Tuesday, March 15, 2022

Garden Bloggers Bloom Day - March 2022

It's Garden Blogger's Bloom Day and it's nearly "official" spring (we've had meteorological spring since the beginning of March.) That's cause for a double helping of flowers and buds around my Zone 8b (almost 9a) inner-city Portland garden. Let's take a look.

Okay, this IS Portland, so I'm starting with camellias. This is Camellia japonica 'April Kiss' and her perfect blossoms endear her to me every spring. She is almost never damaged by spring rains, the way many japonicas can be, nor even the hail that's falling as I type this post! I also appreciate the way 'April Kiss' functions as part of a screen between us and the big AirBnb house right next door. She earns her keep.

Camellia transnokoensis has had a lovely, long season of bloom. It's been going strong since this time last month.

Loropetalum chinense var rubrum 'Fire Dance' responded to the increased light from some tree removal last year by putting on growth, and now a nice display of blooms. Unlike L. chinense var. rubrum 'Sizzling Pink', which lost its purple color and has been evicted from the garden, the foliage on 'Fire Dance' has deepened over time.

Luzula sylvatica 'Aurea' has great year-round, yellow-green foliage. Look again this month and you'll see little flowerheads topping its grassy leaves.

For some reason, I have had a tough time growing Pulmonaria in the past. I'm thrilled that this one from Skyler at Tangly Cottage Gardening has survived summer and winter to flower for Bloom Day.

Although it's not quite in bloom yet, I couldn't overlook Ribes sanguineum as it prepares to burst forth. With the warmer, wetter weather we are having, I think it will only be a matter of days before some of the flowers open.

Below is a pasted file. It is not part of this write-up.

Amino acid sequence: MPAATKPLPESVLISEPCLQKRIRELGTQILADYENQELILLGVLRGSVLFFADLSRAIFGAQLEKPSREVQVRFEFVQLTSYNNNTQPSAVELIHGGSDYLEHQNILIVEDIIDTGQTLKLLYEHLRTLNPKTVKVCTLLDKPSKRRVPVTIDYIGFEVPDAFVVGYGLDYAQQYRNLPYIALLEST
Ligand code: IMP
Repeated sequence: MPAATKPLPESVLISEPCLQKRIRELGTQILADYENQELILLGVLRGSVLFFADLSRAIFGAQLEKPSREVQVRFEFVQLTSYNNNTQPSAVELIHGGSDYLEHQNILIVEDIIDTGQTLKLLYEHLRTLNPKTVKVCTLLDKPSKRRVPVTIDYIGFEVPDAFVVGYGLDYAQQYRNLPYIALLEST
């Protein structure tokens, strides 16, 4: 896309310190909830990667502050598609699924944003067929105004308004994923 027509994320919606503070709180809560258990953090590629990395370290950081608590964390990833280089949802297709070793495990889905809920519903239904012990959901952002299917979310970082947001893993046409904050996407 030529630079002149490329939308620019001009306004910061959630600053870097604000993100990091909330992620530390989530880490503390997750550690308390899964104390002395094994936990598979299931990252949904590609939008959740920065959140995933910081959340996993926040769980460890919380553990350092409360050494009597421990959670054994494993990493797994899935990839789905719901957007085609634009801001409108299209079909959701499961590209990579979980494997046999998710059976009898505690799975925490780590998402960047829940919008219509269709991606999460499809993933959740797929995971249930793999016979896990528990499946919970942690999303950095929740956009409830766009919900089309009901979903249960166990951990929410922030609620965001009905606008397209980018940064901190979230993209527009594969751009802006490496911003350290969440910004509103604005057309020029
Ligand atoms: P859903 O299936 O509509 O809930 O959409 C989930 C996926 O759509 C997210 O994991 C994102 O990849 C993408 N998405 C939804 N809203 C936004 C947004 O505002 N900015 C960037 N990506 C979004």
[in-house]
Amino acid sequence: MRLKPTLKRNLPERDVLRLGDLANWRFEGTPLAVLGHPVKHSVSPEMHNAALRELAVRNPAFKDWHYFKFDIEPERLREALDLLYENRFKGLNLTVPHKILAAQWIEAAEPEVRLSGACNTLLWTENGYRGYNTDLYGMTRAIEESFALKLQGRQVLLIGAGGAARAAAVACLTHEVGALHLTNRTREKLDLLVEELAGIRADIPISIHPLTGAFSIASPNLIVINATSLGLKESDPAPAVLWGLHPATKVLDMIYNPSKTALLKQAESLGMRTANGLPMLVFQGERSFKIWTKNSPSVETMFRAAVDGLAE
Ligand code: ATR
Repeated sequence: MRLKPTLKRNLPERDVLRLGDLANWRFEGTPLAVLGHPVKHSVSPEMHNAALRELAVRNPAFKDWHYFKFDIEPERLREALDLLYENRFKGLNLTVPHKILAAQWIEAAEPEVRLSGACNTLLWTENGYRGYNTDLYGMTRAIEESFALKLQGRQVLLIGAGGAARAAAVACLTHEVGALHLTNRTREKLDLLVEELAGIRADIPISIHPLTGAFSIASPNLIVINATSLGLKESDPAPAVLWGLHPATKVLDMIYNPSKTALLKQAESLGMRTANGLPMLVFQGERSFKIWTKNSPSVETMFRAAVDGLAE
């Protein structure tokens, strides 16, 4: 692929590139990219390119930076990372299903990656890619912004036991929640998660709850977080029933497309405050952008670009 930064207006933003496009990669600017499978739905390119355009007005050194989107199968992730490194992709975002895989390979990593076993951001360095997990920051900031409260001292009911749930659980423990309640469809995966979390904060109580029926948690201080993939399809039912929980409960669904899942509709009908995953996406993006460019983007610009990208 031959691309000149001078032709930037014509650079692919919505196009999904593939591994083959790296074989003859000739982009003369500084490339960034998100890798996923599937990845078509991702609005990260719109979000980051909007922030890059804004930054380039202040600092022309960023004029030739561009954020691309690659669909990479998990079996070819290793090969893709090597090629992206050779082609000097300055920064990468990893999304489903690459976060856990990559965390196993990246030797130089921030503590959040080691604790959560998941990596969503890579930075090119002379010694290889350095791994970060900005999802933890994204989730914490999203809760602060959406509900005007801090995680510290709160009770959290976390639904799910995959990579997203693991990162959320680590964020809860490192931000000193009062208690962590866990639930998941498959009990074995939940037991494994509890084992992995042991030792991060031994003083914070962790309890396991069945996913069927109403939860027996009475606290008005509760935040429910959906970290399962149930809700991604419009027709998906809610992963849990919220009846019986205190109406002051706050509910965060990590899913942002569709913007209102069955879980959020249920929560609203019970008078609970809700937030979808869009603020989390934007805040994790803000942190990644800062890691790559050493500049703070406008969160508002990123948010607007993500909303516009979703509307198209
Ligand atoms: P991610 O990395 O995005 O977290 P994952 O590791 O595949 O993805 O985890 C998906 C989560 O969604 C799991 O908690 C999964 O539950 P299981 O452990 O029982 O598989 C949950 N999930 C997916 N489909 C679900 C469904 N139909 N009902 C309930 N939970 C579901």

The primulas are slowly waking up. This is P. denticulata and it's the first of the drumstick primulas to flower.

Since Mahonia aquifolium is the Oregon state flower, how could we not have several of the genus to bloom in the Northwest Territory this month? The top picture is M. repens, just beginning to open. At the bottom is M. aquifolium in full bloom. It makes me and the bumblebees happy.

Ribes davidii is a great, low-growing ground cover. Its tiny, hard-to-spot blossoms are almost gone already.

More in-your-face is this bright combo of Erysimum 'Winter Orchid' and a prostrate rosemary.

Also not shy, Narcissus 'Tete-a-Tete', from a birthday potful years back, blooms reliably every March.

 An unknown Epimedium from a swap years ago is in full bloom near my hose bib.

The unknown Hellebores I showed last month are still happy in the sunny back garden. I love the way the sun looks shining through their petals.


Now for a couple of budding oddities: This is Mukdenia rossii 'Karasuba". I never realized that it has these weird flower heads that emerge before the foliage starts to unfurl. You can see the olive-green young leaves in the background.

And lastly, this is not a flower, I know. But the fuzzy, alien sprouts of Syneilesis aconitifolia, or Shredded Umbrella plant, never fail to amuse me, so I thought I'd share them here.

And that's it for March's Bloom Day. Check out Carol's post, at May Dreams Gardens, to see what else is blooming this March 15th.

Happy Bloom Day, all!